The biggest hits to traffic and readership of large publications tends to happen not because of anything they’re doing, but because of algorithm changes, and Google has little mercy.
In the June Google Update, algorithmic changes saw some publishers gain across Search and Google Discover, but when one gains another is probably losing.
The unlucky one this time was Dailymail.co.uk. In the the span of 24 hours they took a 50% search traffic hit, and a 90% drop in Google Discover feed traffic.
With the scale of the Daily Mail’s traffic, taking those hits means missing on millions of clicks – clicks which have undoubtedly been passed onto their competitors such as The Sun, who gained a 54% increase in visibility.
SEO tool Sistrix has published its findings on the June update, showing the big winners, and the losers. Unfortunately for the Daily Mail, they’re among the hardest hit. There appears no rhyme or reason, as the biggest winners in the update are also similar news sites.
We’ve already seen the search rankings begin to correct themselves to an extent, but even if after two months traffic levels return to normal, that’s a tonne of potential new readers lost, and gained for competitors. The damage is done.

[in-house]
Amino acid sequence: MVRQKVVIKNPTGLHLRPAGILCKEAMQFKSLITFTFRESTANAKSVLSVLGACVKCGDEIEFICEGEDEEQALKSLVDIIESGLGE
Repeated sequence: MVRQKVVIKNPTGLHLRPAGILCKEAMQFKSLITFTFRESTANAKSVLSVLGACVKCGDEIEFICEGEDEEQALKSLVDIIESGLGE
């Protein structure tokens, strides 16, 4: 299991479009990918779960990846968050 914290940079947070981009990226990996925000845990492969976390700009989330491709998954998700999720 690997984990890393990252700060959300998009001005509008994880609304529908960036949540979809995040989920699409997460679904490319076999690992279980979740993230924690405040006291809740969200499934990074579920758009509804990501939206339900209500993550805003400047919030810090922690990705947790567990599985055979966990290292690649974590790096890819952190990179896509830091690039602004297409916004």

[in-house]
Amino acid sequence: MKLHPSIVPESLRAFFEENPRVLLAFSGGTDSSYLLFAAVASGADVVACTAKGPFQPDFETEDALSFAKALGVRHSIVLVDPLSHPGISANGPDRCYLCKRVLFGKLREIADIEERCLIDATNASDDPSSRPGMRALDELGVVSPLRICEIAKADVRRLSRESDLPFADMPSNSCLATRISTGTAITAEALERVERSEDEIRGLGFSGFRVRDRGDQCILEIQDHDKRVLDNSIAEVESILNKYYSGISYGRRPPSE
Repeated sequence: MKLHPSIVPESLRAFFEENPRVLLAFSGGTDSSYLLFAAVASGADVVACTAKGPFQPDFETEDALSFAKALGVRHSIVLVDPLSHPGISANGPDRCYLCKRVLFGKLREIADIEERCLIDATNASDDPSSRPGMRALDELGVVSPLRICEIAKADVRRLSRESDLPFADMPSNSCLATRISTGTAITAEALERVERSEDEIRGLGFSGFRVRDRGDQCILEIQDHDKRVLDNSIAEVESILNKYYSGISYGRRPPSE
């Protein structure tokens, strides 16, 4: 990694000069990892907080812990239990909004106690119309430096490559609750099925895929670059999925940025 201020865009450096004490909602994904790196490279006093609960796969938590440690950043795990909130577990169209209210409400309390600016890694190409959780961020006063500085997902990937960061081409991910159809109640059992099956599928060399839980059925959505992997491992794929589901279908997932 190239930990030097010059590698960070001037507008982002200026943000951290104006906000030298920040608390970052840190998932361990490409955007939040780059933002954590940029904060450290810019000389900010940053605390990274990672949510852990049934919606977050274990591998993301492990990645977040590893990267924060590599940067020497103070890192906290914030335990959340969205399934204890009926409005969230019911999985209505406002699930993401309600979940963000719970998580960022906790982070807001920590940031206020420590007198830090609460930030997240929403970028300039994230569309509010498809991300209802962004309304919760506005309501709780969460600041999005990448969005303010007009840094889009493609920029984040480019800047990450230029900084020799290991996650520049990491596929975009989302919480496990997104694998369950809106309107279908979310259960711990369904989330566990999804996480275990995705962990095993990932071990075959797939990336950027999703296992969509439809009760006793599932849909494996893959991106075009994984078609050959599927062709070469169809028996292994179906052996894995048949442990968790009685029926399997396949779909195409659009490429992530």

For a massive brand like Daily Mail it’s not the end of the world, but for a smaller publisher that doesn’t have the direct contacts at Google, or the clout needed to climb back up, it could be devastating.
There are huge benefits in platforms like Google search or Facebook news, but focusing the majority of your efforts on too few platforms and not having an array of channels to develop your audience through will eventually cause problems.
We can’t downplay how platforms like Google and Facebook have benefited publishers, and in many cases even helped build their entire business – but we’ve also repeatedly seen publishers get bitten, often at random, which is why every publisher big or small needs to find a balance.
“Indeed, this episode, once again, underlines the wisdom of the strategy of concentrating on our own audience rather than relying on third party platforms”
Publishers should have a constant drive to explore and optimise different channels, with the goal of eventually owning that audience and building direct traffic.
Not only does doing so future proof against massive hits at the whim of news propagators, but also allows publishers to discover new readers with minimal competition. Small and mid-sized publishers can’t afford to not be experimenting as much as possible.